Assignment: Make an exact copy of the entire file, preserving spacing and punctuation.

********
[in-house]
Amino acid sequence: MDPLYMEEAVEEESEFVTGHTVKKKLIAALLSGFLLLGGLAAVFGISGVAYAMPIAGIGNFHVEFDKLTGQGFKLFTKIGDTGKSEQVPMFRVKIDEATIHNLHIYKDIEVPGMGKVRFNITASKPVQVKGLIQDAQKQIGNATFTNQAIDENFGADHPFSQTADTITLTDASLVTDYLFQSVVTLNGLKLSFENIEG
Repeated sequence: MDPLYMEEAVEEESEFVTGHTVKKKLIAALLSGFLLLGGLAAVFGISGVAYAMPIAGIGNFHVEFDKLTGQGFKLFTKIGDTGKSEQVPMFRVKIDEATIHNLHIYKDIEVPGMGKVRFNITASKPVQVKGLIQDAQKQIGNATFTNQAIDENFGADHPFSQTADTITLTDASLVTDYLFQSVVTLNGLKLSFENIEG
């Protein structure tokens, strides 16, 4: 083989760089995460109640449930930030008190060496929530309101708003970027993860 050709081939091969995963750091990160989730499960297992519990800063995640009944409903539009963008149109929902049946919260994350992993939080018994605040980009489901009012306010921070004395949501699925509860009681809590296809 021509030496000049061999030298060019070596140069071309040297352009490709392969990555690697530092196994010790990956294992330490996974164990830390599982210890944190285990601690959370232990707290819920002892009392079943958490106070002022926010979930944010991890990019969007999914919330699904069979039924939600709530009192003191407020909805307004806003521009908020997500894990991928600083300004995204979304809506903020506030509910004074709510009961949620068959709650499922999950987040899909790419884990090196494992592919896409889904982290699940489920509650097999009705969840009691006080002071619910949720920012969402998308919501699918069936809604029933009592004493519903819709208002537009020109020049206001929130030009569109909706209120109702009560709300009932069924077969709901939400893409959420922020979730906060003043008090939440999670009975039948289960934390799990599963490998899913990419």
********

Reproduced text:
[in-house]
Amino acid sequence: MDPLYMEEAVEEESEFVTGHTVKKKLIAALLSGFLLLGGLAAVFGISGVAYAMPIAGIGNFHVEFDKLTGQGFKLFTKIGDTGKSEQVPMFRVKIDEATIHNLHIYKDIEVPGMGKVRFNITASKPVQVKGLIQDAQKQIGNATFTNQAIDENFGADHPFSQTADTITLTDASLVTDYLFQSVVTLNGLKLSFENIEG
Repeated sequence: MDPLYMEEAVEEESEFVTGHTVKKKLIAALLSGFLLLGGLAAVFGISGVAYAMPIAGIGNFHVEFDKLTGQGFKLFTKIGDTGKSEQVPMFRVKIDEATIHNLHIYKDIEVPGMGKVRFNITASKPVQVKGLIQDAQKQIGNATFTNQAIDENFGADHPFSQTADTITLTDASLVTDYLFQSVVTLNGLKLSFENIEG
């Protein structure tokens, strides 16, 4: 083989760089995460109640449930930030008190060496929530309101708003970027993860 050709081939091969995963750091990160989730499960297992519990800063995640009944409903539009963008149109929902049946919260994350992993939080018994605040980009489901009012306010921070004395949501699925509860009681809590296809 021509030496000049061999030298060019070596140069071309040297352009490709392969990555690697530092196994010790990956294992330490996974164990830390599982210890944190285990601690959370232990707290819920002892009392079943958490106070002022926010979930944010991890990019969007999914919330699904069979039924939600709530009192003191407020909805307004806003521009908020997500894990991928600083300004995204979304809506903020506030509910004074709510009961949620068959709650499922999950987040899909790419884990090196494992592919896409889904982290699940489920509650097999009705969840009691006080002071619910949720920012969402998308919501699918069936809604029933009592004493519903819709208002537009020109020049206001929130030009569109909706209120109702009560709300009932069924077969709901939400893409959420922020979730906060003043008090939440999670009975039948289960934390799990599963490998899913990419």